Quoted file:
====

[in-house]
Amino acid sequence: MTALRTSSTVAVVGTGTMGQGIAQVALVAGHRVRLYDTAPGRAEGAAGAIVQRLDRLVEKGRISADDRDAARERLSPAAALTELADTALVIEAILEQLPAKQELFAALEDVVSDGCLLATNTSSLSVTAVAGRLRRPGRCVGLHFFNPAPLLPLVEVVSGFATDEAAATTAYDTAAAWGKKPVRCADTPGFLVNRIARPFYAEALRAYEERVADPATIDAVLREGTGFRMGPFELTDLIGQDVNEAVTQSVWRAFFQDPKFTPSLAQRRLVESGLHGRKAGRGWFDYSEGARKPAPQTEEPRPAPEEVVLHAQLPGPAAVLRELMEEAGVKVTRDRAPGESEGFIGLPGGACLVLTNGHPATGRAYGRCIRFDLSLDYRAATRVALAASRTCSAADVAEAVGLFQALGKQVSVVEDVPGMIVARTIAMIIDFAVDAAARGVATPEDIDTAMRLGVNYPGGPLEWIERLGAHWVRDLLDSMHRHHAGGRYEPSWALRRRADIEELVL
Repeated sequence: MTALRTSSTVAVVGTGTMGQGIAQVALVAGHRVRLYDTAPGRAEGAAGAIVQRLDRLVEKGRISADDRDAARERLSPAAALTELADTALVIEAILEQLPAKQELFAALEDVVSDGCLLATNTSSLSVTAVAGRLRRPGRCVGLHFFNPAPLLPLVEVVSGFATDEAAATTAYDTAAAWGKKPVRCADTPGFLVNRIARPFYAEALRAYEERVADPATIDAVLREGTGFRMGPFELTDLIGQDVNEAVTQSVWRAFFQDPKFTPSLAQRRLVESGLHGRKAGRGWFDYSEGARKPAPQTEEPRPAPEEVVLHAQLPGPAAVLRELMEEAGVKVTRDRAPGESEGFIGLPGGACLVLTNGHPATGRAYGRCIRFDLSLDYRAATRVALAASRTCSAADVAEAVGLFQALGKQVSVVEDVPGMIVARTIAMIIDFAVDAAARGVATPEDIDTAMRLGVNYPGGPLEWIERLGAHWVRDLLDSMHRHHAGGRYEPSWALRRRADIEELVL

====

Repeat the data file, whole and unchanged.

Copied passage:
[in-house]
Amino acid sequence: MTALRTSSTVAVVGTGTMGQGIAQVALVAGHRVRLYDTAPGRAEGAAGAIVQRLDRLVEKGRISADDRDAARERLSPAAALTELADTALVIEAILEQLPAKQELFAALEDVVSDGCLLATNTSSLSVTAVAGRLRRPGRCVGLHFFNPAPLLPLVEVVSGFATDEAAATTAYDTAAAWGKKPVRCADTPGFLVNRIARPFYAEALRAYEERVADPATIDAVLREGTGFRMGPFELTDLIGQDVNEAVTQSVWRAFFQDPKFTPSLAQRRLVESGLHGRKAGRGWFDYSEGARKPAPQTEEPRPAPEEVVLHAQLPGPAAVLRELMEEAGVKVTRDRAPGESEGFIGLPGGACLVLTNGHPATGRAYGRCIRFDLSLDYRAATRVALAASRTCSAADVAEAVGLFQALGKQVSVVEDVPGMIVARTIAMIIDFAVDAAARGVATPEDIDTAMRLGVNYPGGPLEWIERLGAHWVRDLLDSMHRHHAGGRYEPSWALRRRADIEELVL
Repeated sequence: MTALRTSSTVAVVGTGTMGQGIAQVALVAGHRVRLYDTAPGRAEGAAGAIVQRLDRLVEKGRISADDRDAARERLSPAAALTELADTALVIEAILEQLPAKQELFAALEDVVSDGCLLATNTSSLSVTAVAGRLRRPGRCVGLHFFNPAPLLPLVEVVSGFATDEAAATTAYDTAAAWGKKPVRCADTPGFLVNRIARPFYAEALRAYEERVADPATIDAVLREGTGFRMGPFELTDLIGQDVNEAVTQSVWRAFFQDPKFTPSLAQRRLVESGLHGRKAGRGWFDYSEGARKPAPQTEEPRPAPEEVVLHAQLPGPAAVLRELMEEAGVKVTRDRAPGESEGFIGLPGGACLVLTNGHPATGRAYGRCIRFDLSLDYRAATRVALAASRTCSAADVAEAVGLFQALGKQVSVVEDVPGMIVARTIAMIIDFAVDAAARGVATPEDIDTAMRLGVNYPGGPLEWIERLGAHWVRDLLDSMHRHHAGGRYEPSWALRRRADIEELVL